Conman's victims' homes in jeopardy

Last updated 05:00 17/01/2013
Glenn William Cooper
GLENN COOPER: The property developer pictured in 2011.

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Victims of mortgage fraudster Glenn Cooper face losing their homes after the conman sold them properties and arranged large mortgages using vastly inflated valuations, their lawyer says.

Cooper, 39, yesterday pleaded guilty in the Manukau District Court to five charges brought by the Serious Fraud Office of dishonestly using a document. He was remanded on bail until sentencing on March 8.

The charges relate to five property sales totalling $800,000 in late 2011 to members of one Samoan family. Cooper made a profit on the transactions and prepared misleading mortgage applications to finance the deals.

In May 2011 cancer-stricken Auckland Blues rugby player Kurtis Haiu punched Cooper in the face, leaving him with a black eye, after a series of property deals that left Haiu out of pocket nearly $500,000. But Haiu's transactions did not form part of the SFO prosecution against Cooper. Haiu was discharged without conviction after the assault.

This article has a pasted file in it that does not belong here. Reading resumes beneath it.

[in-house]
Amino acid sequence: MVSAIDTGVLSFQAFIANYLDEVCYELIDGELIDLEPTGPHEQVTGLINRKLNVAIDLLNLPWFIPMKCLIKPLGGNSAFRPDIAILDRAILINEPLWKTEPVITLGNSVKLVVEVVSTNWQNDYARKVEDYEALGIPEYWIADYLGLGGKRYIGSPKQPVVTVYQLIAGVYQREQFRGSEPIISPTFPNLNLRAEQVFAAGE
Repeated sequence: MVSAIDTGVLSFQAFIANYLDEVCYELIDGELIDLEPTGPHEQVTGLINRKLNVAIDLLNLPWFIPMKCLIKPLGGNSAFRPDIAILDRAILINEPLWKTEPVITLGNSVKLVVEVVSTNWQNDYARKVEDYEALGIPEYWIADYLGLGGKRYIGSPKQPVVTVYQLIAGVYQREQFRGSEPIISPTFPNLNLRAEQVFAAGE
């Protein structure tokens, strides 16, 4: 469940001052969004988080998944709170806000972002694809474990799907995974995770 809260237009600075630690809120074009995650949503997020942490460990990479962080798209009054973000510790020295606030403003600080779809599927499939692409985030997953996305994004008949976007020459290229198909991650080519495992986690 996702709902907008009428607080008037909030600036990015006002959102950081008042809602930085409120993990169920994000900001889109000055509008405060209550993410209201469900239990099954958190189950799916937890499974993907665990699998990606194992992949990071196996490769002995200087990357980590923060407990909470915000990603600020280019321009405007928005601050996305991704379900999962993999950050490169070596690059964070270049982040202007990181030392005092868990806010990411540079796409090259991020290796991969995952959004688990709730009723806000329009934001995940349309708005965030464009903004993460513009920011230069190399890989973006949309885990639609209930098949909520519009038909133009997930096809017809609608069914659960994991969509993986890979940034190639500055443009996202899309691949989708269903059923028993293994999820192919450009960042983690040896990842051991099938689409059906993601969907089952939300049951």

Acting SFO chief executive Simon McArley said Cooper's modus operandi relied on deceit. "The investors were sold on a fantasy that purchasing these investment properties would successfully consolidate debt and solve their problems. Cooper played on the affinity he had built with one family in particular. This has only added to their financial strife."

Geoff Bilkey, the family's lawyer, who is representing Cooper's victims free, said the developer exploited his Samoan clients. One property in Tokoroa sold by Cooper to the family for $230,000 fetched only $28,000 at a recent mortgagee sale - leaving a large sum still owing to ANZ Bank.

"The problem with Tokoroa is it's a fairly depressed place," Bilkey said. "If you could find a tenant who paid on time, and got it cheap enough, you might be OK. But if you're paying a grossly inflated price and have given your family home as collateral, you're screwed."

Bilkey said Property Law Act notices had been issued over the family homes of many of Cooper's victims, but he was hopeful yesterday's guilty plea would help bring a settlement for the family involved in the court charges.

An ANZ spokesman declined to comment.

Bilkey said this family was only the tip of the iceberg and he represented 14 other families suffering after business dealings with Cooper involving properties stretching from Manurewa in South Auckland to Taupo.

Bilkey welcomed the prosecution, but said it had not come soon enough or gone far enough to help most of his clients.

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"I've been on this for three years - and he was still arranging deals six months ago," he said.

Cooper was bankrupted in September and official records show he is listed as receiving an unemployment benefit.

The SFO began investigating Cooper after a series of BusinessDay articles detailed how vulnerable families and church groups had been left with big debts after price-ramping by Cooper.


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